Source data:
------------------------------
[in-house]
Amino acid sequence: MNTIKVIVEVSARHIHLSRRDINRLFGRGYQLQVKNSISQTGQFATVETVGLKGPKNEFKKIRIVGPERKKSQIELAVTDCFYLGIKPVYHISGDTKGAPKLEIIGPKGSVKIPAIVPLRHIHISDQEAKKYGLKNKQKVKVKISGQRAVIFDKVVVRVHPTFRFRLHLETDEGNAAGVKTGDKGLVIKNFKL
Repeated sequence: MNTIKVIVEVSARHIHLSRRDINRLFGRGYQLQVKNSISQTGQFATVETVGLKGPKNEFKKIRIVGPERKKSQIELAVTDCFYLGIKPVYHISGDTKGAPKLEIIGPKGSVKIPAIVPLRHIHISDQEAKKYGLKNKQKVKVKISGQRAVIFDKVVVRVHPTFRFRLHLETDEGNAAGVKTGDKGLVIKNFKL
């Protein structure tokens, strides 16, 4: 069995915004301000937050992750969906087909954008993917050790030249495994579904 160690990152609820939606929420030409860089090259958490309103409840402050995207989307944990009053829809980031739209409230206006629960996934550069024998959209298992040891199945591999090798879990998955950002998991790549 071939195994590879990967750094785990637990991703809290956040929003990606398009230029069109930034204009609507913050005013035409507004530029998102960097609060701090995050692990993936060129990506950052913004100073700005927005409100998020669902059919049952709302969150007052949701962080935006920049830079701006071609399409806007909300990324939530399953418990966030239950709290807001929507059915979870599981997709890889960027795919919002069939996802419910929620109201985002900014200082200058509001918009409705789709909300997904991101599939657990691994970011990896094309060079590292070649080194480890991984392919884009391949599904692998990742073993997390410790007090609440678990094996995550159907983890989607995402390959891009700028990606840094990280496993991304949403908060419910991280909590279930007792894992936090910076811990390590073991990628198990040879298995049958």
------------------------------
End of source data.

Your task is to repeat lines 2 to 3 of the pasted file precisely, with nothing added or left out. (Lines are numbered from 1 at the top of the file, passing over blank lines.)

Amino acid sequence: MNTIKVIVEVSARHIHLSRRDINRLFGRGYQLQVKNSISQTGQFATVETVGLKGPKNEFKKIRIVGPERKKSQIELAVTDCFYLGIKPVYHISGDTKGAPKLEIIGPKGSVKIPAIVPLRHIHISDQEAKKYGLKNKQKVKVKISGQRAVIFDKVVVRVHPTFRFRLHLETDEGNAAGVKTGDKGLVIKNFKL
Repeated sequence: MNTIKVIVEVSARHIHLSRRDINRLFGRGYQLQVKNSISQTGQFATVETVGLKGPKNEFKKIRIVGPERKKSQIELAVTDCFYLGIKPVYHISGDTKGAPKLEIIGPKGSVKIPAIVPLRHIHISDQEAKKYGLKNKQKVKVKISGQRAVIFDKVVVRVHPTFRFRLHLETDEGNAAGVKTGDKGLVIKNFKL